J. Ronald Terwilliger

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Chairman, Enterprise Community Partners<br>Vice Chairman, Enterprise Community Investment<br>Chairman Emeritus, Trammel Crow Residential
Housing America's Increasingly Diverse Population
Monday, September 30, 2013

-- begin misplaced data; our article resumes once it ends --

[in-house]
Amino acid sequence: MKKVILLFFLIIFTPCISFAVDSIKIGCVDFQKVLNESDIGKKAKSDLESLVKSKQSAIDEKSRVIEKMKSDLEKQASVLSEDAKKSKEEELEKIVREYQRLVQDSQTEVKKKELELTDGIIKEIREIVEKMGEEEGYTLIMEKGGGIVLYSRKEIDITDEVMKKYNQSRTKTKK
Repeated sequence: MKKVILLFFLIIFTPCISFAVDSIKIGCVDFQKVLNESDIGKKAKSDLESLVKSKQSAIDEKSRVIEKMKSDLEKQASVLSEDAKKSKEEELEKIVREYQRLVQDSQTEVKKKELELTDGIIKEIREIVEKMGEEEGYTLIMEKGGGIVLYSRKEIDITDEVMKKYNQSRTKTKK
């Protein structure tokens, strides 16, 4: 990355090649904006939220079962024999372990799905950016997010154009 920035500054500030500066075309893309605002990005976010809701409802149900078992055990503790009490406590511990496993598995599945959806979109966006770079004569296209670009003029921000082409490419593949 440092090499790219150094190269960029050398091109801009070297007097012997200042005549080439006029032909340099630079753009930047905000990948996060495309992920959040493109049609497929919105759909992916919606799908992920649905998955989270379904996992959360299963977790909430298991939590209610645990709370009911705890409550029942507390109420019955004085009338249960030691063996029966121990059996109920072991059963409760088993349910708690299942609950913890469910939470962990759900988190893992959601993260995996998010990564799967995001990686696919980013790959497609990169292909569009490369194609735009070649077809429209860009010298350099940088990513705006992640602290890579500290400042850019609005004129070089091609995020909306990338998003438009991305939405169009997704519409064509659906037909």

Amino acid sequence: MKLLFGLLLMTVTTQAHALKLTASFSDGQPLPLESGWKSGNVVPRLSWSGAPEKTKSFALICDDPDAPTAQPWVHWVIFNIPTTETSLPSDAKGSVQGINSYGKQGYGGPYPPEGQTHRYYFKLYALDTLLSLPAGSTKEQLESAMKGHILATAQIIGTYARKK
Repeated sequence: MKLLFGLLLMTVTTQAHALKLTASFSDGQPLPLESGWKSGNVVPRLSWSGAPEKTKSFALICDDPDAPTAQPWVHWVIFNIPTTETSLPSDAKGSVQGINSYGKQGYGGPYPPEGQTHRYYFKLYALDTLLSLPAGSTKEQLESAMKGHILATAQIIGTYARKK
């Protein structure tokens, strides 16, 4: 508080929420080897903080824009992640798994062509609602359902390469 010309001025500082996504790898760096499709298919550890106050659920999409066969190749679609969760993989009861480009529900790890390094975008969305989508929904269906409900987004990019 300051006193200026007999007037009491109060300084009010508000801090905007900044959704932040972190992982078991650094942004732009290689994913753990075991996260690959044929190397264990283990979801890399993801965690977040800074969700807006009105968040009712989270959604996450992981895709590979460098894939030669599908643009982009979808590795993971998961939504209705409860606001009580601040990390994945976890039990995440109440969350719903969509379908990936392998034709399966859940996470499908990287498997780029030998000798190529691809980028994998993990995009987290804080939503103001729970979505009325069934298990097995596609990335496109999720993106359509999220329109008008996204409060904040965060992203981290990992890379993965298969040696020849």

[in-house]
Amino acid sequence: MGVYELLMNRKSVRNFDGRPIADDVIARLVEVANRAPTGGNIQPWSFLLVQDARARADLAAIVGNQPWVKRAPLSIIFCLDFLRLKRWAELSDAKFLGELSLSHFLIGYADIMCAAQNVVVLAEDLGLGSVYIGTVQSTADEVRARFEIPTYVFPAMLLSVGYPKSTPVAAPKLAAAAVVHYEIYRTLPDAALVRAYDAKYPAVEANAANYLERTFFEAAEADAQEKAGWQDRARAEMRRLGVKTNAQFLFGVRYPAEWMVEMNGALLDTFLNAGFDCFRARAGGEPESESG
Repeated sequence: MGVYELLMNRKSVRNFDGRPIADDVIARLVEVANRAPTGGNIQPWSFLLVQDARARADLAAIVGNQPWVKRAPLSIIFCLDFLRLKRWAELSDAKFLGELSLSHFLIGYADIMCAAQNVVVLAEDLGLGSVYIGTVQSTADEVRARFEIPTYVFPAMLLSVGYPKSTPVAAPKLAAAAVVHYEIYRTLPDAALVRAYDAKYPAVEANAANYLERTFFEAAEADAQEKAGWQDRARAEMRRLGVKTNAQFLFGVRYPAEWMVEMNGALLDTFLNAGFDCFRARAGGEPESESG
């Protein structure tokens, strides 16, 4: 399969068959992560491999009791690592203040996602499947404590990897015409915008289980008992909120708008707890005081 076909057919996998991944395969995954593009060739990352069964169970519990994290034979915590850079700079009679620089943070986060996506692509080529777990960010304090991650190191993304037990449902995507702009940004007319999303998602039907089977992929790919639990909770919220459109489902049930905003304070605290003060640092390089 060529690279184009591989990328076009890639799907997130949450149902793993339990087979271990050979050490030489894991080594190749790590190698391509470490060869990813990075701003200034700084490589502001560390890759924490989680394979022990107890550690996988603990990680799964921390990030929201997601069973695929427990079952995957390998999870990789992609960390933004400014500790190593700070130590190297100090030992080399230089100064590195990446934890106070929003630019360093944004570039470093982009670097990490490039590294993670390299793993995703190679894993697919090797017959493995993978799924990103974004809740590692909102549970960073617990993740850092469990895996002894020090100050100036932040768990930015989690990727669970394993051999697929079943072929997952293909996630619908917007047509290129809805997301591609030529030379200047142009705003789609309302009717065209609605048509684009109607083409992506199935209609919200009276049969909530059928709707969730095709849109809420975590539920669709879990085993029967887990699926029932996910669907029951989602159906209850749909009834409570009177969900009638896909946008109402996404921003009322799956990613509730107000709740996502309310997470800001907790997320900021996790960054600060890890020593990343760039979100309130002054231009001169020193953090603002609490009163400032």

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14 th Annual John T. Dunlop Lecture J. Ronald Terwillige r September 30, 2013 HOUSING AMERICA’S INCREASINGLY DIVERSE POPULATION It is a great honor to be here tonight to deliver the 14 th annual John T. Dunlop Lecture. I believe I am the first private sector developer to give this lecture, and I know my development career has influenced my thinking . One of the first things I learned as a developer was the Developers Creed . The Developers Creed states that a dollar borrowed is a dollar earned ; a dollar refinanced is a dollar saved ; a dollar repaid is a dollar lost forever. We private sector developers worship leverage . At a time when our society seem s so turbulent and politics so divisive , I believe we do ourselves a service by reflecting on th ose qualities that made Pr ofes sor Dunlop such an influential figure. John Dunlop was a well -respected academic who lived in the world of ideas . But he was also a public leader who trans late d these ideas into actionable principles and policies . He was trusted and beloved by members of both political parties: appointed to the Cabinet by a Republican President, but called upon by Democratic Pre sidents to solve some of our nation’ s most difficult problems. 1 A labor economist by training, he recognized the power of decent and affordable housing to transform lives. It is also an honor to be associated with those who have delivered the Dunlop Lecture in past years. I have great respect for people like Bart Harvey, Jonathan Reckford, Jack Kemp, Henry Cisneros, Mel Martinez, and Kent Colton who have done so much to advance the cause of affordable housing , not only here in the United States but in other parts of the world. It is a privilege to be in the same company as these fine Americans. Let me also mention how much I admire the work of the Joint Center. The Joint Center does not miss a beat: it consistently produces well -researched , well -written publications that educate and enlighten . The Joint Center is blessed with wonderful leadership. Nic Retsinas , the Director Emeritus of the Center, is a remarkable individual . Over the years, I have work ed with Nic on a number of different boards , and in fact succeeded him as Chairman of Habitat for Humanity International. H is intelligence, common sense, and thoughtful contributions to our deliberations have always impressed me. 2 Eric Belsky , too, is a great asset to this institution. He ’s not only smart and knowledgeable; he’s effective . So, thank you, Eri c, and many than ks to the entire Joint Center staff for your work . In 1968, when I enrolled at the Harvard Business School after nine years as a Nav al Academy mid -shipman and then an active duty officer , little did I know that I would spen d more than four decades of my life in housing. At Harvard Business School I took the one real estate course offered at that time. Needless to say , I became intrigued with real estate , and began to think of it as the industry in which I wanted to pursue my career. My big break in business came in 1979, when I joined Tra mmel l Crow Res idential as CEO of Crow Terwilliger Company, an east coast focused residential developer. In 1986 I became National CEO for Trammell Crow Residential, and f or more than thirty years at Trammell Crow I worked with a team of incredibly talented men and women to develop residential buildings that have housed hundreds of thousands of families in cities throughout the United States . I’m proud to say that many of the properties we built were called home by some of the most critical members of America’s work force – teachers, nurses, municipal employees , police officers and fire fighters . The Special Status of Housing 3 My remarks this evening w ill focus on the housing challenges and oppo rtunities arising from the demographic trends that are transforming America. I believe these new demographic realities require us to fashion a more balanc ed federal housing policy , one in which federal resources are targeted to assist those who are most in need of help, both homeowners and renters. While I recognize there are many homebuilders in the room, I hope you will not misunderstand my remarks to be anti -homeownership. I am a homebuilder myself, having built thousands of single and multi -family h omes for sale. I have simply come to believe that our federal h ousing policy today is antiquated and out of step with current realit ies . Before we dive deeply into this subject, I think it’s important to put housing and housing policy into an appropriate context. The great author and social critic George Orwell once remarked: “ Sometimes the first duty of intelligent men is the restatement of the obvious. ” So let me st art by stating the obvious: food , clothing and shelter are universally recognized as basic human needs. 4 The essential truth of this statement bec omes clearer when you try to imagine what l ife would be like without a home : Imagine not having a place to rest after a hard day at work. Imagine not having the ability to provide adequate shelter for your children . We als o know that a home is the platform from which we engage our neighbors and our communities . It is our entry point to the world itself . If your home is well located , it will provi de hope and opportunity for the future with access to jobs, critical services like health care, and a decent education. As I often say, it is unlikely that a family living under a bridge is going to have good health and education outcomes for their child ren. There is also a deeper , almost spiritual, aspect to housing that often goes unmentioned. Our home is a sacred space. It is a place where families grow together, where children retreat, study and can feel safe. So housing is not just a commodity or an “asset class. ” It is at times a place of shelter and refuge, a pl atform for en gagement with the broader community, a generator of significant social benefits , and an e ngine of economic opportunity and growth. For those less fortunate among us, hope for a better future often begins with access to a decent, affordable home. T his is a universal truth, and not unique to the United States . 5 For more than a decade I have been privileged to serve on the Board of Habita t for Humanity International , including serving two years as its Chairman . I led Habitat for Humanity’s $4 Billion Global Capital Campaign – A World of H ope It Starts at Home – whose goal was to assist some of the more than 1.6 billion people worldwide who live in substandard housing . I have seen housing conditions in more than 20 countries in my travels with Habitat. Governmental support for housing varies dramatically, and where the government is not involved , hou sing circumstances are frequently abominable . I have come to believe that the only way a country can effectively attack a housing deficit is with sustained governmental support and subsidy. Both federal, state and local governments need to be engaged. A Brief History of Federal Housing Policy Because housing is so critical for families’ stability and growth , I believe it deserves the concerted attention of our nation’s lea ders. Meeting this country’s considerable housing needs must not be an afterthought, but a top priority -- a matter of urgent and continuous national concern. 6 For most of our country’s history , housing has been on the policy backburner. During my adult lifetime I don’t remember political candidates, when running for office , talking about housing ; and it r arely makes the platforms of our two major parties. It wasn’t until the Great Depression, as unemployment , foreclosures and homelessness spread like a virus throug hout the count ry, that our nation’s leaders came to a fuller understanding of the vital role of housing in our society . Th e result was a flurry of legislative activity . As the G reat Depression swept the nation, housing values declined by as much as 50 percent. Banks were unwilling to refinance the mortgages on these underwater homes. Cre dit dried up. In response, Congress established the Federal Home Loan Bank System in 1932 to incr ease the supply of mortg age funds available to local ban ks and to function as a credit re serve. This was followed up with the creation of the Federal Housing Administra tion in 1934 to help stabilize the mort gage market through its insurance programs. The Federal National Mortgage Association was then chartered in 1937 to create a secondary market for FHA -insured loans. 7 As World War II drew to a close, our nation’s leaders shifted their policy focus to housing once again – this time in response to the urgent need to provide hous ing for our nation’s returning war veterans. In 1944, the VA loan guaranty program was enacte d as part of the GI Bill . Five years later, Congress passed the Housing Act of 1949, which authorized production of more than 800,000 housing units. In the Ac t’s preamble, Congress articulated for the first time a clear national hou sing policy : “the realization , as soon as feasible , of t he goal of a decent home and suitable living environment for every American family.” It is noteworthy that Congress focused on the home being located in a suitable place , since a home’s location is what truly provid es hope and opportunity for that family , particularly its children . The notion that “decent and suitable” housing should also be “affordable” was a key element of later federal initiatives that reaffirmed the 1949 Act’s basic policy goal . The 1960s was another era of housing policy innovation – spurred in part by civil unrest in our nation’s cities , and a greater recognition of the government’s responsibility to provide a safety net for our nation’s most vulnerable citizens . 8 A new Cabinet agency -- the U.S. Department of Housing a nd Urban Development -- was established in 1965. During that period, the FHA experimen ted with new approaches to help low -income families purchase a home of their own. This commitme nt to helping the less fortunate found r esonance in subsequent decades : In 1974, the Housing and Community Development Act created the section 8 program, our nation’s most important rental assistance program. Twelve years later, the Low Income Housing Tax Credit program was established as part of the Tax Reform Act of 1986. The point of this whir lwind tour through the history of housing policy is to show that our nation’s leaders have had the courage in the past to tackle our nation’s housing challenges with conviction a nd vigor , particularly for the less fortunate in our society. America’s Demographic Transformation: A New Inflection Point Andy Grove, one of the founders of Intel , often talk s about “strategic inflection point s.” According to Grove, these are event s – the introduction of a new technology, a shift in customer preferences, a n alteration of the regulato ry environment -- that force businesses to change the way they think and act. Nothing less than a fundamental change in strategy is required for a busi ness to survive when it confronts one of these inf lection points. 9 As I see it -- the Great Depression, the return of millions of veterans following the conclusion of World War II , the unrest of the 1960s -- were all events that changed the way we thought and acted about housing . They were strategic inflection points that spurred new thinking and new approaches . Today, we find ourselves at another strategic inflection point : O ur nation is undergo ing a profound demographic transformation. We are becoming older and more racially and ethnically diverse. At the same time, many of our nation’s young adults, the 65 million Echo Boomers born b etwe en 1981 and 1995, are beginning to form households for the first time. Annual immigration, which plu nged during the Great Recession, is also likely to rise to a level that at least match es its pre -recession average of approximately 1 million new residents per year. These demographic trends will alter the types of homes Americans will choose. They will have enormous implications for housing affordability . And I believe they will require fundamental c hanges in housing policy to match the new realities in the marketplace . The Key Demographic Trends Key demographic developments , now just beginning to unfold, will radically change the housing landscape. They will challenge us to be more creative in fashioning effective 10 responses , and in this way should push us to a higher level of performance in meeting our country’s evolving housing needs. But there’s no escaping the fact that America’s demographic transformation w ill also force us to make some tough policy choices . In my judgment, it will require a fun da mental rethinking of how we allocate limited federal housing resources . Let’s take a moment to look at these demographic trends in a bit more detail. The Baby Boomers The Baby Boomers are one of the largest demographic cohorts ever in American history. According to the Census, the number of Americans aged 65 or older will more than double from 35 million in 2000 to nearly 27 million in 2030. S urveys show that most Baby Boomers wish to remain in their homes and age in place. In fact, a 2011 AARP survey indicated that nearly 90 perc ent of sen iors wished to re main in the ir homes permanently . For many seniors with the physical capacity to stay home, this makes great financial sense. It is also a boon to our medical system and to society , as the cost of taking care of someone at home is far lower than in a nursing home or assisted -living environment. 11 But the desire to age in place runs into a very harsh reality: Our homes were designed and built at a much earlier time before anyone thought much about the needs of B aby Boomers once they bec ame senior citizens . So respond ing to the desire of tens of millions of seniors to age in place will be a huge undertaking. It will require an extensive effort to modif y existing homes to enable senior living . The Echo Boomers In m any respect s, the Echo Boomers are the futu re of the housing m arket. For the past six years, many have been sitt ing on the sideline s, waiting for the economy to improve . This “wait and see” approach , while understandable, ha s had a very negative effect on new household formations. To put this in perspective, from 2000 to 2007, the number of new households formed each year averaged 1.2 million. Yet, as the recession took hold , new household growth declined dramatically, averaging only 500,000 annually from 2007 to 2010. 12 With the economy improving ever so slowly , t he Echo Boomers are w ading into the market and forming households . Lacking the resources for homeownership, most are seeking rental housing , often in metro areas and in multifamily settings . In many markets, vacancy rates are dropping and rents are increasing in response to the heightened demand. A recovery in multifamily rental production is now underway with multi -family developers expecting to start 300,000 new units in 2013 . In my view , the demand for rental housing we are now see ing is just the beginning of a longer -term trend, the first few ripples of a much more powerful wave of new, young and largely minority renters. Increasing Diversity Adding to the ranks of the renter population are the millions of minority families who have dropped out of homeownership. Many of these families will seek housing in single - family rental homes. A major factor driving this growth is the burgeoning Hispanic community. As of 2011, there were nearly 52 million Hispanics in the United States constituting 16.7 percent of the population. 13 Homeownership rates for African -Americans and Hispanics have dropped to pre -bubble levels – well below 50 percent -- an d are unlikely to rise anytime soon . L ooking ahead, tighter mortgage underwriting standards will constrain homeownership opportunities, but there’s a larger factor at work : Minority household wea lth is very low . In fact, it is shockingly low. As I read the Joint Center’s most recent State of the Nation’s Housing report, these facts jumped out at me: In 2010 median household wealth was just $2,100 for African -American renters , $4,500 for Hispanic renters, and $6,000 for white renters . Cash savings account for less than $1,000 of this net worth, leaving all these renters with virtually no cushion against an emergenc y, let alone funds for a down payment on a home . So these facts lead me to on e inescapable conclusion: As the minority share of the population increases, as more and more young people form households and enter the market, so too will t he demand increase for affordable rental housing . For many, homeownership will simply be out of reach because it will be prohibitively expensive , particularly as interest rates inevitably rise . 14 Now, don’t get me wrong. I strongly support homeownership and appreciate the immense benefits it can offer to both families and the larger community . Nor do I believe that a high down paym ent is the best indicator of someone’s suitability to assume a mortgage . We have s een m illions of families become responsible homeowners after putting just a small amount down . The key remains proper underwriting, as well as counseling , to make sure low wealth homeowners can meet their mortgage obligations. My point here is that years of stagnant income s, limited job opportunities and lackluster economic growth have taken thei r toll. I t’s hard to see how we can return to the da ys of a homeownership rate approaching 70 perce nt when so many of our fellow citizens have so little . Incidentally, our homeownership rate today is approaching 64 percent, which was the average homeownership rate between 1965 and 1995 - before the Federal governm ent began a push to increase it, and before we became so diverse. I believe the new paradigm for homeownership will be close r to 60% , considering the increasing growth of low wage jobs combine d with minority household growth. Today’s Housing Environment The most immediate danger we face today is that renting is also becoming prohibitively expensive for too many Americans , particularly for those at the bottom of the income 15 ladder. Renters make an average of $31,000 per household, less than half of homeowners average income of $64,000 per household. The Section 8 Rental Assistance Program was established in 1974 to supplement what low -income renters could pay for housing . Unfortun ately, today this program serves only 25 percent of those eligible due to lack of adequate funding. In many communities, there are long waiting lists to obtain a Section 8 voucher, and in some areas, vouchers are allocated by lottery. With rental demand increasing , more and more lower -income renters are spending unsustainable a mount s of the ir incomes on housing . HUD tells us that “worst case” housing needs for renters are at their highest level ever – more than 25 percent of unassi sted renter families sp end 50 percent or more of the income just on housing , and more than 50 percent of renter household spend more than 30 percent of their income on housing. Incidentally, today there are more than 9 million homeowners who also spend more than 50% of their income on shelter. One of our biggest chal lenges today is the shortage of rental homes affordable to those families with low income s. According to HUD, there are only 65 affordable and available units for every 100 “very low -income” renters. For “ extremely low -income ” renters, those making less than 30 percent of the area median income , the scarcity 16 problem is even worse – there are only 36 available and affordable rental homes for every 100 of these households . A National Housing Policy Commensurate with Today’s Challenges In the past, national policymakers depart ed from the prevailing orthodoxies when America’s housing needs and economic c ircumstances were changing , and action was necessary in the face of th ese “strategic inflection points.” Today, we mu st show similar flexibility and vision. In my view , the 1949 Act’s call for a “decent home and suitable living environment for every American family” should be at the core of our national policy. It was important then, and it remain s important today . But , in light of the dramatic demographic changes that are now taking place, achieving this goal will require a far more balanced approach to the way we allocate limited federal housing subsidies. To put it simply, w e should focus less on subsidizing higher -income homeowners and more on helping lower -income renters as well as low wealth homeowners . Today, the federal government spends approximately $200 billion annually to support housing through a comb ination of tax expenditures and direct appropriations. A bout 17 three -quarters of this spending is devoted to supporting hom eownership, despite the fact that they have more than twice the income of renters on average . This makes no sense , in my opinion. I recently had the privilege of serving as a Housing Commissioner on the B ipartisan Policy Center Housing Commission. We adopted 5 Principles at the outset to guide our work. Included in these Principles was an affirmation of the goals of the 1949 Housin g Act , additionally that the primary focus of Federal Housing Policy should be to help those most in need, and finally that Federal Housing Policy should strik e an appropriate balan ce between homeownership and rental subsidies. Of cour se, the biggest fed eral subsidy for housing is the mortgage interest deduction – with a projected cost of between $70 billion and $100 billion annually. Under current law, interest on mortgage debt up to $1 million is de ductible. So , too, is interest on home equity lines o f cre dit up to $100,000. Inte rest on mortgages for second homes is als o deducti ble, as are real estate taxes . Profit on the sale of primary residences is also exempt from taxes up to $500,000. The re’s been plenty written about how the mortgage interest deduction disproportionately benefits the wealthiest of Americans . According to a recent study by the Center on Budget Policy and Priorities , 77 percent of the benefits from the deduction go to homeowners with incomes above $100,000, while 35 percent go to homeowners with incomes above $200,000. Virtually none of these households have 18 severe housing cost burdens , and could undoubted ly purchase a home without deducting their mortgage interest . Today, only about 30 percent of taxpayers claim the mortgage interest deduction, mostly higher income ind ividuals with large r mort gages. Close to half of homeowners with mortgages — most of them middle - and lower -income families — receive no benefit from the deduction, of ten beca use they do n ot itemize on their ta x returns . It’s sometimes said that changing the mortgage interest deduction will negatively affect the home ownership rate , but many first -world countries without mortgage interest deductibility like Canada and Australia have higher homeownership rates than we do . In fact, the U nited Kingdom phased out its own mortgage interest deduction , and the share of households owning homes in the U.K. rose from 53 percent to 68 percent during that period. A recent survey of homeownership rates in 42 countries fo und that the U.S. ranks 34 th in homeownership despite our considerable subsidies. Of course, I wish our federal government had more resources to support housing in all its forms , so that making tough trade -offs would not be necessary. But I recognize w e not only have a rental affordability crisis in this country; we have a fiscal crisis , too . Resources are tight. So what’s in the federal budget for housing must be spent more wisely and effectively , targeted to those most in need. A B alanced Hou sing Policy for the U.S. 19 For me, the path forward is clear: we should reform our approach to subsidiz ing home ownership, directing the home ownership subsidy we can afford to those who truly need help in purchasing and sustaining a home suitable for their family. I believe we should provide down payment assistance as well as subsidize interest rates for first time low wealth homeowners. We should then put to work the significant savings that result in both supporting the production o f hundreds of thousands of new affordable rental ho mes , and substantially increas ing the “demand side” support for renters who have housing cost burdens . This should be done gradu ally, over time, by phasing in changes so as to limit disruption to the housing markets. As we move in this direction, it’s important to recognize that many of today’s renters will be tomorrow’s homeowners. Creating new , more affordable opportunities for renter households will allow them to establish good credit histories and create more stable living environments that should promote both work and education, and for many , ultimately homeownership . As an imme diate response to our considerable need for more affordable rental housing , Congress must preserve -- and expand -- the Low- Income Housing Tax Credit program. 20 As someone who has been in the multifamily business for more tha n three deca des, let me tell you : the Housing Credit works. Without question, i t’s been our nation’s m ost effective tool in supporting the produ ction of rental housing for low and moderate income families. One of the best feature s of the Housing Credit is that it engages private market forces, while minimizing risk to the federal government and the taxpay ers. It is a true public -private partnership. The facts speak for themselves: More than 2.6 million affordable rental home s bu ilt or prese rved since 1986. More than $100 billion in private investm ent equity harnessed. Hundreds of thousands of jobs and billion s of dollars in tax re venue gen erated by the Housing Credit’s “multipl ier effects .” Congress is just beginning to consider tax reform, and there’s been some discussion that the Housing Credit might be eliminated . That would be a colossal m istake. On the contrary, federal funding for the Housing Credit should be expan ded to the greatest extent tax credit investors will allow. The cost to the federal government today represents just three percent of the current subsidies for housing , so there is plenty of room for growth . 21 With this increased funding, I believe the program should be made more flexible to allow the Housing Credit to finance mixed -income developments affordable to workforce families with incomes up to 120 percent of the area median . This approach is particularly appropriate for projects in our country’s high- cost metro regions . Properly targeted, we can reallocate the housing subsidy we currently spend to satisfactorily address both the demand and supply side needs for affordable rental housing, while currently supporting an expansion of homeownership opportunities to those who truly need assistance with homeownership. Conclu sion In conclusion, I consider myself one of the luckiest people on the planet. I was born in the United States in the middle of the last century , a time of immense promise as the United States emerged on the world stage as a global power. I was raised by a hard working family in Arlington, V irginia, making my way through the public school system and able to afford college only because of a n athletic scholarship. My father earned a very modest income , but was able to provide a comfortable 900 square foot house , typical of t he time, where my brother and I were raised. 22 I believe I have lived the American Dream, achieving upwa rd mobility in our capitalist democratic society through hard work and a fair amount of good luck. But , after decades of experi ence in both the for -profit and not -for -profit sectors of our nation’s housing economy, I am convinced the most significant impediment to achieving the American Dream for many low -income families is the lack of suitably located, affordable housing. While the United States may be the most powerful nation in the world, we are far from the best housed. Today , fewer and fewer families can afford a home in a decent neighborhood , connect ed to good schools, transportation, health care, shops and services. Although we are one of the most philanthropic countries in the world, very little philanthropy is directed toward housing , leaving it up to government to help achieve the goals of the 1949 Housing Act. Today, as we work to me et these goals, the federal government spends a sign ificant sum annually on housing subsidies , b ut, in my judgment, these investments are gros sly mis targeted and fall far short of serv ing those low -income renters and would -be homeowners who need help the most. So , in my view, it’s time to rethink our federal housing policy and the subsidies that support it. As America’s demographic make -up c hanges , as th e demand for rental 23 housing increases, we need to muster the political courage to ensure we are spending our limited federal resources more wisely and effectively. So how should this great country measure the success of its housing policies? Rather than celebrate the highest possible homeownership rate, I believe we should measure the effectiveness of our housing policies by how many families remain with housing cost burdens that make it difficult for them to afford other necessities of life. The poten tial upsides of a new more balanced and targeted approach are great: By directing subsidies to those who truly need help, I am confident we can signi ficant ly reduc e the number of homeless in America and provid e more stable , affordable hou sing situations for millions of low -income families. This, in turn, will improve education and health care outcomes for these families, potentially en hance the job prospects for thos e who work in the se households, give them an even stronger sense of attachment to our society, and provide a platform to renters for one day entering the homeownership ranks. Ultimately, a society th at calls itself fair and just must ensure that all its citizens have access to decent , affordable housing . Today, we are far from achieving this goal, but it is one we must continue to pursue with renewed vigor and determination . Thank you for your attention. 24